The Walking Dead is Weird, Huh?

So I'm watching The Walking Dead, and being mildly diverted when I'm not getting angry, then suddenly I hear the oddest thing. Take a look at this brief sequence, where Rick shoots a zombie outside the police station, ensuring that Lennie James and his son will no longer be able to use it as a hideout:

Did you hear it? Buried under the sound of the chain-link fence is something that should be familiar to everyone who owns an Xbox 360.

Yup - it's definitely the 'achievement unlocked' sound effect.

Easter egg by the producers? Playful sound technician just dropping it in and hoping that no one would notice? You be the judge, because I've been too judge-y lately!


The Twenty-Ninth-Greatest Panel in the History of Comics!

I’ve learned some amazing things while reading comics for this series, but this panel taught me one of the most fascinating:

It seems irony wasn’t invented until sometime after 1948.


I Don’t Understand William Hurt’s Plan

When it was recently discussed on theAvod episode 85, the Divemistress and myself were careful not to spoil all of the plot twists that the film ‘The 4th Floor’ had to offer. Unlike theAvod, though, Castle Vardulon is an all-spoiler zone, which makes this the perfect place to address the film’s unbelievably convoluted plot.

Actually, it’s not the plot that I must object to – it motors along effectively enough, propelled by the stupid, unbelievable decisions of the main character. No, my real questions are with the way the film collapses under the convolutions of its own logic once the second twist ending (William Hurt did it!) is revealed.

For most of the film’s running time every single character acts in a preposterously suspicious fashion. In practical terms this serves to create a spate of red herrings to distract the audience from the real killer, Juliette Lewis’ downstairs neighbour. Of course, since he’s the only character in the film who doesn’t act incredibly suspiciously (other than a Korean grocer), the attentive viewer will tap him as the murderer almost immediately, since he’s the only character for whom the revelation would be a (theoretical) surprise. The basic plot of how JL is terrorized and almost murdered by the man downstairs is serviceable enough, but then the twist appears, and when the rug of mystery is pulled away the rest of the film comes crashing down, the shoddily contrived construction being unable to support its weight.

Yes, the 4th floor is another one of those many, many movies that would have been far better if you’d just left off the final minute's ‘stinger’.


Criminal Minds 320: Lo-fi

It’s New York City! Who had NY in the poll? Anyhoo, the show opens on the busy streets, then moves down into the subway, where we a follow a suspicious bald man who seems nervous about cops. What’s he up to?

Oh, he’s getting murdered. Guess the show didn’t need to make him look so sinister after all, huh? The killer casually walks off after the crime, escaping any suspicion. A call to Greg reveals that this has been a pattern of identical crimes, and the team is being called in on it! This puts a crimp in JJ’s plans – Junior was coming up that weekend to visit her!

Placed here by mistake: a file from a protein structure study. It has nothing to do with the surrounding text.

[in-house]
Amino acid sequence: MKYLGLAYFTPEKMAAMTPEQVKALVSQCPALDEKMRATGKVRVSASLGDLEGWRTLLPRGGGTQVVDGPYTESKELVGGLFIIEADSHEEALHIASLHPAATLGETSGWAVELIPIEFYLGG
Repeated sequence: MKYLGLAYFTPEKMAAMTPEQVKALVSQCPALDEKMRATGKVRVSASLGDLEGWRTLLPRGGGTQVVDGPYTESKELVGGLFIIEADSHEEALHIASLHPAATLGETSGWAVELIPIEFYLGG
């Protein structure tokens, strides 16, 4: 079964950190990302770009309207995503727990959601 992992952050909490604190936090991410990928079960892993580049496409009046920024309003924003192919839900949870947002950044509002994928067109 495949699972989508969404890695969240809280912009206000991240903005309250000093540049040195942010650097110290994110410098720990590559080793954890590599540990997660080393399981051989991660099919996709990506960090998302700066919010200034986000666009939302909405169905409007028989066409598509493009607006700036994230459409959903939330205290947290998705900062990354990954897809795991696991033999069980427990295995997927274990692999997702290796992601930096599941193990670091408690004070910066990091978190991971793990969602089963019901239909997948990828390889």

There have been five identical shootings over two weeks – in each case the killer simply walked up, shot someone in the head, then kept right on walking. No connections between the victims, no communication with the police… Reid points out that it’s just like the Son of Sam – and hopefully like that crime, there will be a random witness on the street who saw a creepy guy hanging around the scene of the murder!


Criminal Minds 319: Tabula Rasa

The episode opens, confusingly, with a flashback to 2004 – the team (sans Mandy), is attempting to catch a killer named Matlock in his apartment complex. I will continue calling him Matlock for obvious reasons. Derek is distracted momentarily by dreamcatcher, then chases Matlock out onto a roof. Matlock tries to jump for it-

But since he proves not to be a videogame character, he doesn’t make it to the other side. Derek, who certainly is a little more videogame-y, jumps to the other side successfully, but can’t grab Matlock’s hand before this happens:

We do a ‘life flashing before his eyes’ thing and then he splatters all over the pavement. He’s not dead, though, and for no good reason they call an ambulance to make sure he survives. Which means that in the present day (2008), he’s able to wake up for the trial. What’s the twist? He’s got total amnesia, and doesn’t remember being a serial killer! Will they be able to jog his memory and get him into jail? Find out after the credits!

But again, the answer will be yes. It’s a formula, people, and he’s no Keith Carradine.


The Twenty-Eighth-Greatest Panel in the History of Comics!

Water table pollution by industry is a big problem in the United States, and has been for for over a hundred years. But the effect of heavy metals and other commercial effluence on the human body can be confusing to children. Which is why comic book heroes wind up fighting...

And really, what could be scarier to children than that?